Ashley Lucas

In June, Ashley Lucas completed her Gold Award — the most prestigious award given by Girl Scouts of America.

Ashley Lucas, a graduate of Peoria High School, is leaving a lasting impact at her high school.

The West Valley woman recently completed the Gold Award — the most prestigious award given by the Girl Scouts of the USA.

According to the Girl Scouts of the USA website, in order to receive the Gold Award, scouts must identify an issue, investigate it thoroughly, find help and build a team, create and present a plan, receive feedback from Girl Scouts of the USA and take action.

For Lucas’ issue, she noticed a lack of recycling efforts at Peoria High School, and decided to start a recycling club called the Green Team — an idea that would ultimately lead to the Gold Award.

“It all kind of began last year — my junior year. I had noticed throughout campus and throughout different classrooms that there wasn’t any recycling bins,” Lucas said. “It was really hard to find a recycling bin to throw paper away or water bottles, and that’s how it really began.”

Lucas took this idea and acted quickly.

“Toward the end of the (school) year, I submitted in paperwork to start a new club with our clubs and activities director at Peoria High School, and over the summer it got approved,” Lucas said.

Once the club was approved, she needed to find people to join the Green Team. This was particularly difficult because, according to Lucas, many people thought of the club as “a joke.”

That didn’t dissuade her.a

Lucas finally found the members she needed, which allowed her to start up the club at the same time as school sessions kicked off.

“I had brainstormed all these ideas (over the summer), and by the beginning of my senior year — which was fall 2018 — I had members and I had a support network to really help me complete my goal.

Because of the lack of recycling bins in the school campus, Lucas figured she would start there.

“St. Vincent de Paul had posted a Craigslist ad about a bunch of food crates they needed to get rid of for 50 cents a piece,” Lucas said. “I went down there and got about 40 little food crates.”

But when she stopped by the church, officials were curious as to why she needed so many food crates. After she explained the situation, St. Vincent de Paul decided to show even more generosity.

“They were so gracious enough that they gave them for free for us to use and utilize at Peoria High School,” Lucas said.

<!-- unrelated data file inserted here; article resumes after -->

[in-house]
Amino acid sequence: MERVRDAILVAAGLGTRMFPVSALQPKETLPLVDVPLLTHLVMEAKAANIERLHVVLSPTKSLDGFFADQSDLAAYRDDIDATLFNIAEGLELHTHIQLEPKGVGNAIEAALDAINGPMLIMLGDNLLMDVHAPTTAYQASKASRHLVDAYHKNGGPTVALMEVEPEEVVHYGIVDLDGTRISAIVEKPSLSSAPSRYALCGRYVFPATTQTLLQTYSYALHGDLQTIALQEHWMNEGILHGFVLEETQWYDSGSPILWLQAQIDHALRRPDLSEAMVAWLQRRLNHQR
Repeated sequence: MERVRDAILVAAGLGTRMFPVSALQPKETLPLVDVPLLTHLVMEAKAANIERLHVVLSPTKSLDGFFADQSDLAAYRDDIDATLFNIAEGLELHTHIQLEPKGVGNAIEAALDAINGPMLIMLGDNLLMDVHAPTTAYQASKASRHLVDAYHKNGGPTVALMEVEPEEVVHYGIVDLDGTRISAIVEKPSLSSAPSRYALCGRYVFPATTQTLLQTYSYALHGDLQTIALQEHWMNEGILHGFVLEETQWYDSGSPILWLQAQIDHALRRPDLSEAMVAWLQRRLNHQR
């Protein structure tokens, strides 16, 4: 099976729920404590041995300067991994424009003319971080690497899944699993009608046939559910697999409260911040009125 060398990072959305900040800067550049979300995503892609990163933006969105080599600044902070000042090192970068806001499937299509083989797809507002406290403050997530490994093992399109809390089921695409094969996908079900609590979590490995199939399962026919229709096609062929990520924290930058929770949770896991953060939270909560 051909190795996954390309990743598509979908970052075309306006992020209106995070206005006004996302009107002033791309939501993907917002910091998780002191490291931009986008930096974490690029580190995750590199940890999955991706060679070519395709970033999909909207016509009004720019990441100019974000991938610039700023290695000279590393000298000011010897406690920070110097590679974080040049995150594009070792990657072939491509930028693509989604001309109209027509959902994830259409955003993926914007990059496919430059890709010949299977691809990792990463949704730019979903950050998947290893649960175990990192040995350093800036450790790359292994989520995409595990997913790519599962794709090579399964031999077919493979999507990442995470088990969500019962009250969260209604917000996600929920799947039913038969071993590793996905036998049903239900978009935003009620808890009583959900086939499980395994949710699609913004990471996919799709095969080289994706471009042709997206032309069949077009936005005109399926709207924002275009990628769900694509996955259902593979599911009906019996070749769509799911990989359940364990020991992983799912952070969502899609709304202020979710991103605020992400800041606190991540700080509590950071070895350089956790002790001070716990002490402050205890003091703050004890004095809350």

With the resources to implement a larger recycling culture at Peoria High, Lucas’ next step was to set up recycling pickup times.

“We created a recycling schedule with our student council, so every couple days we’d go pick up recycling at the library or classes that needed pickup and stuff like that,” she said.

Lucas did not stop with recycling, however. In fact, she took it upon herself to start fundraising new sustainability projects.

“I noticed our very old water fountains throughout campus, and we started fundraising money to get new water fountains — ones that you can fill your water bottles and drink from,” she said.

One requirement to attain the Gold Award is to find a way to maintain the project after leaving. This is where the Green Team comes in.

“I have a group of people still picking up and maintaining the recycling schedule (at Peoria High School), and they’re still fundraising for the water fountains that I envisioned,” Lucas said.

She officially completed her Gold Award at the beginning of June, after her final interview with the Girl Scouts of the USA, and she is now waiting to receive her completion letter. As she moves on in her life, Lucas wants to remind people of the importance of recycling.

“One of the easiest things to prevent litter and extra waste in landfills is to recycle,” Lucas said. “It’s so easy on our end to prevent an item going into a landfill and being created into something new again, again and again. I feel overall (recycling) keeps the community cleaner because most of the litter I see in my neighborhood is paper or water bottles — stuff that can be thrown in the recycle bin — and it just doesn’t happen to end up there.”

Lucas attributes much of her growth to her 12 years as a Girl Scout.

“I’ve learned the ability to expand my networking amongst the community, and (I’ve) developed my leadership skills as an individual,” she explained.

“I want to thank all the teachers and all the students at Peoria High who supported me,” Lucas said. “I also want to thank my parents, who put up with my hoarding of cardboard boxes.”

This fall, Lucas will study at Arizona State University, where she plans to major in sustainability.